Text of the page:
The effects have reportedly forced families to wait for weeks to bury their loved ones, with coffins becoming scarce on the market.
Retrenchments and job losses have also led to high volumes of funeral cover cancellations, as clients are unable to keep up with their monthly premiums.
President of the National Funeral Practitioners Association of SA, Muzi Hlengwa, said that the funeral industry could not make adequate preparations for the second wave.
“Things are really bad, in terms of business and the current state of the virus.
“A lot of clients have come forward to cancel their policies not because they want to but because it’s the situation they are faced with and unfortunately some things are beyond our control,” Hlengwa said.
He added that they have to be tough and operate like any other business.
“Unfortunately if government does not intervene sooner things will get out of hand. We cannot continue like this at all,” said Hlengwa.
According to the association, some families have not been able to bury their loved ones who passed away in December.
“A number of undertakers closed for the December holidays and it happened that during that period coffins ran out. Some families are still waiting for undertakers to be opened this week,” he said.
Health Minister Zweli Mkhize said on Wednesday that 21 832 new cases were identified while 844 deaths were reported, taking the country’s cumulative case count to 1 149 591 and death toll to 31 368.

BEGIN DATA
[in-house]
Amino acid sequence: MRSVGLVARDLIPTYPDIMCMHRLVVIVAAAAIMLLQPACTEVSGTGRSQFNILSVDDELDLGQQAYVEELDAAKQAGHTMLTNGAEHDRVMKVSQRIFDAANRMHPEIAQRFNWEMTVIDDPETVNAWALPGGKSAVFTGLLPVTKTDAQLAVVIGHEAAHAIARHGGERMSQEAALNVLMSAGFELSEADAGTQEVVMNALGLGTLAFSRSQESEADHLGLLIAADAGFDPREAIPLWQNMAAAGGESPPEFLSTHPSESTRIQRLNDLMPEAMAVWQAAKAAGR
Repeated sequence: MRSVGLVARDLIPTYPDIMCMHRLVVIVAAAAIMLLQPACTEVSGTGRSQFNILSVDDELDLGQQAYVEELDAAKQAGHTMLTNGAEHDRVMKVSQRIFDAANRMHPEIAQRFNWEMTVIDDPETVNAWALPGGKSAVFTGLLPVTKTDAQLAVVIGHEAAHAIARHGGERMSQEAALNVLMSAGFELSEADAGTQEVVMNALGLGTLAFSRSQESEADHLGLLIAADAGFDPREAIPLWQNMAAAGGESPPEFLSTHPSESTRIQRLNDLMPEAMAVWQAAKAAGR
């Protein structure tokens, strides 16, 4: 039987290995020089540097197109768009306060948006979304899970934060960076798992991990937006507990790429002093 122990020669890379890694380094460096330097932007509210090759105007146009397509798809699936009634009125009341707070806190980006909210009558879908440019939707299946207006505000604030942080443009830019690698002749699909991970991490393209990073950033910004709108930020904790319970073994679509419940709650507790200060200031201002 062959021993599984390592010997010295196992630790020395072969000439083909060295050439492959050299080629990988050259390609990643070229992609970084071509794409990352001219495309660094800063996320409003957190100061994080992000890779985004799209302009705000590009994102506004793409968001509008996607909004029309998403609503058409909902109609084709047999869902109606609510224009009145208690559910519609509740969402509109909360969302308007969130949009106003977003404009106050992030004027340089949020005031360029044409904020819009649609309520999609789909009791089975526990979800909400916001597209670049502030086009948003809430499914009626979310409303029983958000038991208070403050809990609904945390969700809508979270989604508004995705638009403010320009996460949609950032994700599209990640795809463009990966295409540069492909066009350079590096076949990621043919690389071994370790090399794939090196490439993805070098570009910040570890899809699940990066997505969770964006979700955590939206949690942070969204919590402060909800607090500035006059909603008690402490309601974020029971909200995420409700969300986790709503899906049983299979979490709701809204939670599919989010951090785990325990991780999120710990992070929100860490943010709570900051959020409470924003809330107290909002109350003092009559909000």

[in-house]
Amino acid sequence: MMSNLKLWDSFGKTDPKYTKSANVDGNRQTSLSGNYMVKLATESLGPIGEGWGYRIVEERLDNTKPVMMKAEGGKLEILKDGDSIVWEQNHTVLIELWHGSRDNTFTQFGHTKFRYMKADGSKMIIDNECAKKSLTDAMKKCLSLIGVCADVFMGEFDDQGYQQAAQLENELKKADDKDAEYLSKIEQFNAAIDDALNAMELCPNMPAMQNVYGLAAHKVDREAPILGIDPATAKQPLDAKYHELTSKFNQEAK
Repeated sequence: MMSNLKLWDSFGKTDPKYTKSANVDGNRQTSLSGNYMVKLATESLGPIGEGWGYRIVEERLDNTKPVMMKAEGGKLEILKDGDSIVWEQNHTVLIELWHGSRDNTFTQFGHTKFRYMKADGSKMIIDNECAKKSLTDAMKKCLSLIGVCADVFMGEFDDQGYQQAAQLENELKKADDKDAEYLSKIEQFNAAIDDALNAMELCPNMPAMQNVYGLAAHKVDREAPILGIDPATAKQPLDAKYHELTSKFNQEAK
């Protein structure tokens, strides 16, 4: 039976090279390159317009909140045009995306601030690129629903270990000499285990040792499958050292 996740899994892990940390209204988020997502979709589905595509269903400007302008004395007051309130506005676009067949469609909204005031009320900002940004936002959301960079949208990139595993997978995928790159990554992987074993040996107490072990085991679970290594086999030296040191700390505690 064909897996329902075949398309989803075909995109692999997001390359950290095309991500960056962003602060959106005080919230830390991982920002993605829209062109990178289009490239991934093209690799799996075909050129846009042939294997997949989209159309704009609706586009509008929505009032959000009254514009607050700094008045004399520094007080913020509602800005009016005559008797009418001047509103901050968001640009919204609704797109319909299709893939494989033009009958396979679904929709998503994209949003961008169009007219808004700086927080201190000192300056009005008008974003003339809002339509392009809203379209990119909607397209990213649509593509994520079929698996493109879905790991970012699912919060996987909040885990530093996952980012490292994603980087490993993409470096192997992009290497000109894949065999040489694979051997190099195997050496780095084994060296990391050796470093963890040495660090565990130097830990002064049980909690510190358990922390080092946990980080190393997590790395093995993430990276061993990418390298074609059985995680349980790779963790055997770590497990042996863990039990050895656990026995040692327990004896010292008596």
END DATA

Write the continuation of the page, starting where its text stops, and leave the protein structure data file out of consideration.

The Eastern Cape is among provinces deemed as a hot spot and has recorded the most Covid-19 related deaths with the total reported on Wednesday to be 8292.
Deputy president of the association in the Eastern Cape, Mzukisi Mahamaba, said the situation was getting worse by the day.
“We have run out of PPEs and coffins. That is the sad reality, the second wave has really been difficult to deal with. The number of people waiting to be buried in our province is just as alarming as the positive cases.”
Mahamaba said the demand for coffins has also strained their relationships with clients.
“Some of them are understanding but obviously others don’t want to hear anything and we understand because it’s what they are going through and the pressure that comes with giving your loved one a dignified funeral.”
The situation is no different in Gauteng, which currently has 35 727 active coronavirus cases.
Co-ordinator of the SA Chamber of Undertakers, Nhlanhla Bhembe, said employees in the funeral industry were fearing for their lives.
“Our employees are no different from front line workers, especially the nurses. We have to treat every corpse as a Covid-19 case and we need PPEs.”
Bhembe said clients have been forced to compromise and make difficult sacrifices in order to bury their relatives.
The undertakers have called for assistance from government and pinned their hopes on the Covid-19 vaccine.
The country’s recovery rate stands at 929 239 or 80.8%.